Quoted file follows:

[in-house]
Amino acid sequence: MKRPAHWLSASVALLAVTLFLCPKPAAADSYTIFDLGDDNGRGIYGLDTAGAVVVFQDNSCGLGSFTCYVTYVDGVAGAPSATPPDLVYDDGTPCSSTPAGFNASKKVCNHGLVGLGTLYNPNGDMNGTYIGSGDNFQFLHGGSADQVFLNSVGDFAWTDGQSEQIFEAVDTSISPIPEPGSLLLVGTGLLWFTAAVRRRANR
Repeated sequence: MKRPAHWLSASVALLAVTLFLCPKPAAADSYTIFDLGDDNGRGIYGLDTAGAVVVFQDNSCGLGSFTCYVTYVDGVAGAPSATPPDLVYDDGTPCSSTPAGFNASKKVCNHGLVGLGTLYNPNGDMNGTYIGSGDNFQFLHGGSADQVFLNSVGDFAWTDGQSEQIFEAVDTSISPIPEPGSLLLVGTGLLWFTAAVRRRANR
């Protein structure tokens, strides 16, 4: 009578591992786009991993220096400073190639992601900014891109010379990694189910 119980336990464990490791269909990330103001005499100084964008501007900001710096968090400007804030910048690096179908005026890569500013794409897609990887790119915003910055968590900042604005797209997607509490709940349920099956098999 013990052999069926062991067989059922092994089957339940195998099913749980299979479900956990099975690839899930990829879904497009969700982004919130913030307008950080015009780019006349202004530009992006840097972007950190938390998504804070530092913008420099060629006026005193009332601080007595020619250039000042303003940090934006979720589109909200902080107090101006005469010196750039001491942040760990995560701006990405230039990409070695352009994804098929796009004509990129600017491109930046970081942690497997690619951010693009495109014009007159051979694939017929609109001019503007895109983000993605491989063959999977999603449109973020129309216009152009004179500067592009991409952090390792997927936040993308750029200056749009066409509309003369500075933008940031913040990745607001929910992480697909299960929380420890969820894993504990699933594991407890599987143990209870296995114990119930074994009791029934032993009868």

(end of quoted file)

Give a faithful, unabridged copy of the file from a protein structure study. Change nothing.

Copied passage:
[in-house]
Amino acid sequence: MKRPAHWLSASVALLAVTLFLCPKPAAADSYTIFDLGDDNGRGIYGLDTAGAVVVFQDNSCGLGSFTCYVTYVDGVAGAPSATPPDLVYDDGTPCSSTPAGFNASKKVCNHGLVGLGTLYNPNGDMNGTYIGSGDNFQFLHGGSADQVFLNSVGDFAWTDGQSEQIFEAVDTSISPIPEPGSLLLVGTGLLWFTAAVRRRANR
Repeated sequence: MKRPAHWLSASVALLAVTLFLCPKPAAADSYTIFDLGDDNGRGIYGLDTAGAVVVFQDNSCGLGSFTCYVTYVDGVAGAPSATPPDLVYDDGTPCSSTPAGFNASKKVCNHGLVGLGTLYNPNGDMNGTYIGSGDNFQFLHGGSADQVFLNSVGDFAWTDGQSEQIFEAVDTSISPIPEPGSLLLVGTGLLWFTAAVRRRANR
């Protein structure tokens, strides 16, 4: 009578591992786009991993220096400073190639992601900014891109010379990694189910 119980336990464990490791269909990330103001005499100084964008501007900001710096968090400007804030910048690096179908005026890569500013794409897609990887790119915003910055968590900042604005797209997607509490709940349920099956098999 013990052999069926062991067989059922092994089957339940195998099913749980299979479900956990099975690839899930990829879904497009969700982004919130913030307008950080015009780019006349202004530009992006840097972007950190938390998504804070530092913008420099060629006026005193009332601080007595020619250039000042303003940090934006979720589109909200902080107090101006005469010196750039001491942040760990995560701006990405230039990409070695352009994804098929796009004509990129600017491109930046970081942690497997690619951010693009495109014009007159051979694939017929609109001019503007895109983000993605491989063959999977999603449109973020129309216009152009004179500067592009991409952090390792997927936040993308750029200056749009066409509309003369500075933008940031913040990745607001929910992480697909299960929380420890969820894993504990699933594991407890599987143990209870296995114990119930074994009791029934032993009868």